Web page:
After an unprecedented summer of bushfires, we hope that Autumn brings cooler temperatures and soaking rain for all those who have been affected.
Data released in February give an early indication of how the Australian economy has been impacted by the bushfires and coronavirus, on top of the US-China trade war. The Reserve Bank of Australia lowered its near-term growth forecast for the year to June 2020 from 2.5% to 2.0%. New business investment fell 2.8% in the December quarter and 5.8% over 2019. Retail sales rose 0.5% in the normally super busy December quarter but were up just 0.3% over 2019, the slowest year on record. New vehicle sales were also sluggish, down 8.2% last year while the value of construction work done fell 7.4%. Consumers have perked up a bit since then, with the Westpac/Melbourne Institute consumer sentiment index up 2.3% in February.
Australian, US and European share markets all fell by more than 8% in February. Commodity prices also fell, although gold was up more than 5% due to its safe haven status. And the Aussie dollar dipped below US$66c, its lowest level since 2009.
Despite the economic challenges, the Australian corporate sector remains in good health. As the interim profit reporting season comes to an end, more than 90% of companies reported a first half profit (although a bare majority lifted profits), while record numbers issued dividends.
The low dollar, a rise in unemployment to 5.2% in January, annual wage growth stuck at 2.2% in the December quarter and sluggish economic growth make another cut in official interest rates more likely.
Hold on… bumpy markets ahead
After period of optimism, global investment markets have hit the panic button on fears about the possible economic impact of the coronavirus (COVID-19).
At times like these, it’s good to get some perspective.
Australian shares rose 24 per cent last year, touching record highs, and 10 per cent a year over the past seven years. Global shares rose 28 per cent last year and 17 per cent over the past seven years.i After such a good run, many observers have been saying shares were looking fully valued and that a correction was likely.
The thing with market corrections is that it is impossible to predict what will trigger them or how long and severe they will be.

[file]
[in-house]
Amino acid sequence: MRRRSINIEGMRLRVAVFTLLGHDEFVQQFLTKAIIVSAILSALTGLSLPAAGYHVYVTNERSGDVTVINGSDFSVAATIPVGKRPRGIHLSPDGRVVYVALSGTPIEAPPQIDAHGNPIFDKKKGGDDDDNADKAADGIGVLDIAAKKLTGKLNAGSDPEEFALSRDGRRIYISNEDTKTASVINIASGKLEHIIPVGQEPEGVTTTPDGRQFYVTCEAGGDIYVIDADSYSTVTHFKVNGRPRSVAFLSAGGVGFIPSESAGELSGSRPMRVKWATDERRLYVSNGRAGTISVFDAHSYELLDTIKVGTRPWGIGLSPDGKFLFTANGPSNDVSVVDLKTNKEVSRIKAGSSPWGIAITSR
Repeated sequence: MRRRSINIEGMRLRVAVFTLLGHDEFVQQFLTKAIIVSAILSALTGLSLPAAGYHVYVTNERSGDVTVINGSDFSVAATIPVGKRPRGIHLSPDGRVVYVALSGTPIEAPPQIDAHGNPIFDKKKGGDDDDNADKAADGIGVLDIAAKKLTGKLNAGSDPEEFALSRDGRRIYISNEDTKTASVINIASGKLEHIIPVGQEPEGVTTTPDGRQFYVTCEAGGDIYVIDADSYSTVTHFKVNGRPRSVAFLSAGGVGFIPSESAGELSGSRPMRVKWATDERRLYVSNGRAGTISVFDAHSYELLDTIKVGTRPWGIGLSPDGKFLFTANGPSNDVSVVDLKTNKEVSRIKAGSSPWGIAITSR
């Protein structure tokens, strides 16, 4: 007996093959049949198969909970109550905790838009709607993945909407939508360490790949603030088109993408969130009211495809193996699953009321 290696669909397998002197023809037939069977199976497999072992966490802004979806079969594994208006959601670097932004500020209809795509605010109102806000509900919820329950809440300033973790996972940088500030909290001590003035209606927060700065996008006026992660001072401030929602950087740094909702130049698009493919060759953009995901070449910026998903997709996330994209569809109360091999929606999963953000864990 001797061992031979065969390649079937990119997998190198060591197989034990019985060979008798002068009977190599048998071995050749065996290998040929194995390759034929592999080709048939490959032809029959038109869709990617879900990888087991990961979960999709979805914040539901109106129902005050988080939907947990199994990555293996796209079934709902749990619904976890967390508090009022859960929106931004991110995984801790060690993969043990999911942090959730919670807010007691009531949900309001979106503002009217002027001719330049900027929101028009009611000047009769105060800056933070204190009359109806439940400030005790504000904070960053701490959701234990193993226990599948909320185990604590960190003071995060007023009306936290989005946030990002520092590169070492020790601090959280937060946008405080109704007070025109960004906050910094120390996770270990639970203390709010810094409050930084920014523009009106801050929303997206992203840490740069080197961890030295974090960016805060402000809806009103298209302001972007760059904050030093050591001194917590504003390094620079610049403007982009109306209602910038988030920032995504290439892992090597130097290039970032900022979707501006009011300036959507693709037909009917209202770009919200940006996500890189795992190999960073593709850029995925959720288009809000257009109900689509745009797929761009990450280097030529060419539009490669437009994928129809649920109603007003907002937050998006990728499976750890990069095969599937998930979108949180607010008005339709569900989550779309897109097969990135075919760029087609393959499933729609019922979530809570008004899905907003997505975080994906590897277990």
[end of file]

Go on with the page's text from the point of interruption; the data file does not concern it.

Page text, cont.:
Avoid knee-jerk reactions
At this point, markets are responding to uncertainty. Nobody knows what the extent of the economic fallout will be, so the temptation is to bail out of shares and put your cash in the bank. Or jump ship and switch to a ‘safer’, more conservative option in your superannuation fund.
While the urge to act and protect your savings is understandable, knee-jerk reactions can be a mistake.
It’s near impossible to time the markets. Not only do you risk selling when prices are near rock-bottom, but you also risk sitting on the sidelines during as the market recovers. As history tells us it always does.
In an ever-changing world, the basics of investing stay the same. By sticking to some timeless rules it’s much easier to avoid emotionally driven reactions and focus on your investment horizon.
Have a plan
Investing is a lifelong journey and like all journeys you are more likely to reach your destination if you plan your route. Without a plan, it’s easy to be distracted by the latest market worries and short-term price fluctuations.
Think about your personal and financial goals and what you want to achieve in 1,5,10, 20 years’ time. Be specific, put a dollar figure on your goals and plan how to reach them.
Low risk comes with lower returns
Many people are wary of investing in shares because of the perceived risks. Growth assets such as shares and property do entail higher risk than cash in the bank, but they also deliver higher returns in the long run.
Perhaps the biggest risk of all is not earning the returns you need to achieve your goals. While domestic and international shares produced stellar returns last year, cash returned just 1.5 per cent which was below the level inflation. Cash returns were not much better over the past seven years, averaging 2.2 per cent a year.
Spread your risk
Shares, property, bonds and cash all have good years and bad. While shares and property tend to provide the highest growth over time, there will be years when prices fall or go sideways. In some years, bonds and even cash produce the best returns.
A good way to reduce volatility and enjoy smoother returns over time is to diversify your investments across and within asset classes. That way, one bad investment or difficult year won’t sink your ship.